MANILA, Philippines - More and more women are having problems with infections in their reproductive tract -- which includes the fallopian tubes, ovary, uterus, vagina, cervix and vulva.
Data from the Society for Women's Health Research showed that clinical consultations on reproductive tract infections amount to 10 million visits each year, making it one of the most common complaints of women in North America.
A similar scenario can be seen here in the Philippines -- a study on prevalence and factors associated with post-partum vaginal infections revealed that 58% of adult females seek help from doctors to get advice on reproductive tract infections.
|Don't just look fabulous, feel good too by taking care of your reproductive tract. Credit: Karen Flores, abs-cbnNEWS.com
Reproductive tract infections in women are usually transmitted by bacteria, through medical procedures or sexual intercourse.
Most of them are easily treatable and cured, but of course, it's always better to stay away from these conditions.
Sanitary Care Products Asia, a local manufacturer of tissue products, gave the following guidelines on proper feminine hygiene. The company hopes that the list can help women, particularly the young ones, in preventing infections "down there:"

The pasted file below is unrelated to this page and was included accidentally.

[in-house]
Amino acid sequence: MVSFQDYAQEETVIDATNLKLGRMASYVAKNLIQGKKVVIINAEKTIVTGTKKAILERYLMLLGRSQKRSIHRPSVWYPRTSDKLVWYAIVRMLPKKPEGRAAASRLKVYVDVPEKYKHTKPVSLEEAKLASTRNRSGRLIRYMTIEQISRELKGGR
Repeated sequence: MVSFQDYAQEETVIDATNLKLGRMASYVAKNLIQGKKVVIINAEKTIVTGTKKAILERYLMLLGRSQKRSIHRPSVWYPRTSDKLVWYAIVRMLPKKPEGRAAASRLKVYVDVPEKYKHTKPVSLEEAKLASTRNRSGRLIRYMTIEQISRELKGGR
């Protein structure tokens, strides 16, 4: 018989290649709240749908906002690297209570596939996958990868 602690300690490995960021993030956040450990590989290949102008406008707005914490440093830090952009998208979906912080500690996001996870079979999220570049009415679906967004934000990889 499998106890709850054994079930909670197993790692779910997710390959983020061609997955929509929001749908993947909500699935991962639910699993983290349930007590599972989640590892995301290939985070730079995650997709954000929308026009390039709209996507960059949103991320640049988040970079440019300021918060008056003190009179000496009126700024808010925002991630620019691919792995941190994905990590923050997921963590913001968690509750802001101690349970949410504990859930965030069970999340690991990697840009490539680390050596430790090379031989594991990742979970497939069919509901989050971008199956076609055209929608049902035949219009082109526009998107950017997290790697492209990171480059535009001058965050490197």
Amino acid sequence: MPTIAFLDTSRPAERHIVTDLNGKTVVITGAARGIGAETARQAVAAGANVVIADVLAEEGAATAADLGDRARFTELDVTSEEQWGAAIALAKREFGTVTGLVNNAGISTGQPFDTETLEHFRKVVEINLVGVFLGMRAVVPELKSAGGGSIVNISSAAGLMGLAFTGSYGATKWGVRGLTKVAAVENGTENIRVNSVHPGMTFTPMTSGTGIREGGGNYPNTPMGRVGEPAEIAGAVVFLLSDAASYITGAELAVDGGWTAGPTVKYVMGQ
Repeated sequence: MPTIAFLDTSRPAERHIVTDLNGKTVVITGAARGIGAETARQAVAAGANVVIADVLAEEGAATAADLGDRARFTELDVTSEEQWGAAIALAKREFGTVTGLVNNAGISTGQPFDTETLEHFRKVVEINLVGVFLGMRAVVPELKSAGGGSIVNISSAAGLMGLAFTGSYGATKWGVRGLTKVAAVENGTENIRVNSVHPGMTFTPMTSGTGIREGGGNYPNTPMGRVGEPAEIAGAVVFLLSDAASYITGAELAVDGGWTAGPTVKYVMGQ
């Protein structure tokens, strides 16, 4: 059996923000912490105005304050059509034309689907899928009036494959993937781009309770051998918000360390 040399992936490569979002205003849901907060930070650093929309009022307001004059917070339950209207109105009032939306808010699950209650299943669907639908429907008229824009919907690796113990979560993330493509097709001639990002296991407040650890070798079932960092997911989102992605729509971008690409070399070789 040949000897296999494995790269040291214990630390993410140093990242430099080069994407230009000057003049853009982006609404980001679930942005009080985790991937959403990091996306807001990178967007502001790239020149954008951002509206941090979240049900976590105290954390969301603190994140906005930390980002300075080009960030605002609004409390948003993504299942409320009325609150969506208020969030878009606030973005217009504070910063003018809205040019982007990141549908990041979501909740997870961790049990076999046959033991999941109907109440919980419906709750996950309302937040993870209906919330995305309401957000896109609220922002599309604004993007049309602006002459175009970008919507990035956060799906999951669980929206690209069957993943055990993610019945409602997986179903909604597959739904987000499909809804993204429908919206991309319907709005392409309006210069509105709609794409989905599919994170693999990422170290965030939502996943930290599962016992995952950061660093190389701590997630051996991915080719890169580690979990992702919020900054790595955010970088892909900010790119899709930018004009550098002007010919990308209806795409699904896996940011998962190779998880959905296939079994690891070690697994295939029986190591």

1. Make sure the region is dry and clean. When choosing underwear, pick ones that have absorbent material such as cotton.
2. Choose a soft, hygienic tissue product. Don't use toilet papers that are not treated with harmful chemicals such as artificial whiteners.
3. Don't douche, or the process of cleaning the area with water or a blend of fluids through a douche bag. Health experts don't recommend douching as it changes the chemical balance, making the area prone to more infections. In addition, it can spread infections in the reproductive tract.
4. Wipe the region with toilet paper from front to back. This way, no germs or bacteria are spread.
5. Wash your genital area with mild soap, preferably unscented ones.
6. Avoid having multiple sex partners as this could lead to more serious diseases such as the acquired immunodeficiency syndrome (AIDS).